Prosperity for a Finite Planet: Part 2

April 24, 2014

In part two, Tim Jackson looks forward to an alternative economics that would better serve future prosperity. If an ever-expanding array of consumer products is not a sustainable way of connecting individuals and creating meaning, what might take their place? Jackson suggests that public and cultural spaces more effectively cultivate connection and meaningful citizenship, driving prosperity without the need for endless growth. A shift from the production of goods to the provision of services may increase prosperity while creating jobs and promoting investment in our relationships, our environment, and our future.

This lecture comes after Prosperity for a Finite Planet Part 1 where Tim Jackson spoke on the shifting paths for achieving prosperity in our lives. The presentation continues with a discussion with New York Times economics reporter Eduardo Porter in Prosperity for a Finite Planet Part 3.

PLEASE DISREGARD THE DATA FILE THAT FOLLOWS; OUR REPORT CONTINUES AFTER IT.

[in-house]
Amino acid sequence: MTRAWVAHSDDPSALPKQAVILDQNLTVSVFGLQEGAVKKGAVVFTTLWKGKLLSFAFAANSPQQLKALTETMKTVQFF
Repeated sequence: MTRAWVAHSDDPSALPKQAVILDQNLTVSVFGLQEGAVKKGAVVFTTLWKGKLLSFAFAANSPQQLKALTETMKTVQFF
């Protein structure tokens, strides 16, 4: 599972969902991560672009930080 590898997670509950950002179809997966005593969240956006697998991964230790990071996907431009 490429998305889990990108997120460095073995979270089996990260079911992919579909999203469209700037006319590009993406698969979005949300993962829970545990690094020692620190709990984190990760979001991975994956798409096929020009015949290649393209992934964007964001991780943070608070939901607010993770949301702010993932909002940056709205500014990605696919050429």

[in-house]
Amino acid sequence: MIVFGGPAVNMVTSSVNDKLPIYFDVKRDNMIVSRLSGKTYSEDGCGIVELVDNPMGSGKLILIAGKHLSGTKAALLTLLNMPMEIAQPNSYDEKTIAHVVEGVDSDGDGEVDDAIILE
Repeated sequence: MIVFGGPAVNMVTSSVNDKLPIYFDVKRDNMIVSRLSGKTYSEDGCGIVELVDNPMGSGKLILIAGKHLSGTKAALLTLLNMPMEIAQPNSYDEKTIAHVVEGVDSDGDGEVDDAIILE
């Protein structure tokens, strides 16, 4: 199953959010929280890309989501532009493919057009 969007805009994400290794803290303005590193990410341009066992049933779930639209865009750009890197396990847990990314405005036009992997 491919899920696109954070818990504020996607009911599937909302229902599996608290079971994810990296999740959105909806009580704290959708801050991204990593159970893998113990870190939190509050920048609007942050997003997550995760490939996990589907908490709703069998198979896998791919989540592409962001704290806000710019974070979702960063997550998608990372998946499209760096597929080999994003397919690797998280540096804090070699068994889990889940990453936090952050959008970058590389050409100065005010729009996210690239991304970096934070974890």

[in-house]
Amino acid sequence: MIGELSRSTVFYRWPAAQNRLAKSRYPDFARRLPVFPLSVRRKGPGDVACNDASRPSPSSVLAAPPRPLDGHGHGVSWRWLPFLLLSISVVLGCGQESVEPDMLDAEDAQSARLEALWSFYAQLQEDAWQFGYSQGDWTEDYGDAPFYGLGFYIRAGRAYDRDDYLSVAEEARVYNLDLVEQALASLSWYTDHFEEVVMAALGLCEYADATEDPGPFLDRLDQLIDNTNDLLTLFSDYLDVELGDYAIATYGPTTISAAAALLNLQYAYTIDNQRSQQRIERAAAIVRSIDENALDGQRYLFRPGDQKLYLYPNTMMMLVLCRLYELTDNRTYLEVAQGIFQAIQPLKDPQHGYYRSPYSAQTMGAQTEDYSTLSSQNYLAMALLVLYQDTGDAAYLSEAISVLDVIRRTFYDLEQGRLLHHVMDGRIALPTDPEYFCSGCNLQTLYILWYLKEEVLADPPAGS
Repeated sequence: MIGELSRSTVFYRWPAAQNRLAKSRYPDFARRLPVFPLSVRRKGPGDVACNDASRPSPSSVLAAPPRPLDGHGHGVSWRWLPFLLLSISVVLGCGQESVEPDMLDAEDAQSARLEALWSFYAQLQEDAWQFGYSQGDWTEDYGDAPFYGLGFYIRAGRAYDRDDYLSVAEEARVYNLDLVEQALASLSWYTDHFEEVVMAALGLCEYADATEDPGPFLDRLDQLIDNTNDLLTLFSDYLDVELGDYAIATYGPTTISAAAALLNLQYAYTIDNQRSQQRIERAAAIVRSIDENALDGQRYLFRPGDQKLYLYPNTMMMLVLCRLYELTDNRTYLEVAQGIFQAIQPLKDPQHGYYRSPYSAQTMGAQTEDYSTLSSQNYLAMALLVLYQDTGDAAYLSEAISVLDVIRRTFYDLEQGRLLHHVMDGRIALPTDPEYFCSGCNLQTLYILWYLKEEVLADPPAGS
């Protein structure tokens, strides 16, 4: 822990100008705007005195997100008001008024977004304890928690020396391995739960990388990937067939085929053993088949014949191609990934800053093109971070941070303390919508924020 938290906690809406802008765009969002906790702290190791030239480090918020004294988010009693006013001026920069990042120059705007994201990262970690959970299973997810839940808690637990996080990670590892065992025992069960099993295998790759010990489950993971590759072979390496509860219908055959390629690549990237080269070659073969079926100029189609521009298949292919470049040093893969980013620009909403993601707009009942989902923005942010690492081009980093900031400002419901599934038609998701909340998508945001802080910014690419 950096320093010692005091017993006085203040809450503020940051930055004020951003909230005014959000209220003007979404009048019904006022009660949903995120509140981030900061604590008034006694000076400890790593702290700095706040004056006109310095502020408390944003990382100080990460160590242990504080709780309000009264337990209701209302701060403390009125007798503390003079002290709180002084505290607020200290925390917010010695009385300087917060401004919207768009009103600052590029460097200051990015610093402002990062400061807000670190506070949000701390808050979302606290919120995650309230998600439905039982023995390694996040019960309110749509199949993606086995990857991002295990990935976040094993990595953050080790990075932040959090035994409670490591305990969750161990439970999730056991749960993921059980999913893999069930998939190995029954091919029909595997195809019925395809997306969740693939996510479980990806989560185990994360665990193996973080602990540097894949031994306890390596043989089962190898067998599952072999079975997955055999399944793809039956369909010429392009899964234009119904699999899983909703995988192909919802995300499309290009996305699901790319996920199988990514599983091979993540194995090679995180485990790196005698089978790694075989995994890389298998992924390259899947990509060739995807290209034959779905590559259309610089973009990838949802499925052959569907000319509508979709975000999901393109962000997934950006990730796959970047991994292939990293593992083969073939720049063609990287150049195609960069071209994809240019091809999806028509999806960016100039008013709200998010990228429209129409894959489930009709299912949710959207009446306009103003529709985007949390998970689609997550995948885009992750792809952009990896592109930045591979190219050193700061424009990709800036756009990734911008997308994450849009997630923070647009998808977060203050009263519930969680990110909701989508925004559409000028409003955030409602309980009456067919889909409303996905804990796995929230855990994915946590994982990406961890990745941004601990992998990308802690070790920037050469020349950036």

Tim Jackson is the author of Prosperity without Growth: Economics for a Finite Planet. He is Professor of Sustainable Development at the University of Surrey and Director of RESOLVE—a research group on lifestyles, values, and the environment funded by the Economic and Social Research Council (ESRC). For over twenty years, Jackson has been at the forefront of research on the relationship between economic growth and the environment. During the ‘90s and ‘00s he worked extensively on the development of “adjusted” national accounts (“green GDP”) at both national and regional levels in the United Kingdom. He has also written extensively on the conceptual and empirical dimensions of the relationship between economic growth, wellbeing, and sustainability. In 2004 he was appointed Economics Commissioner on the UK Sustainable Development Commission, where he led a program of work entitled Redefining Prosperity.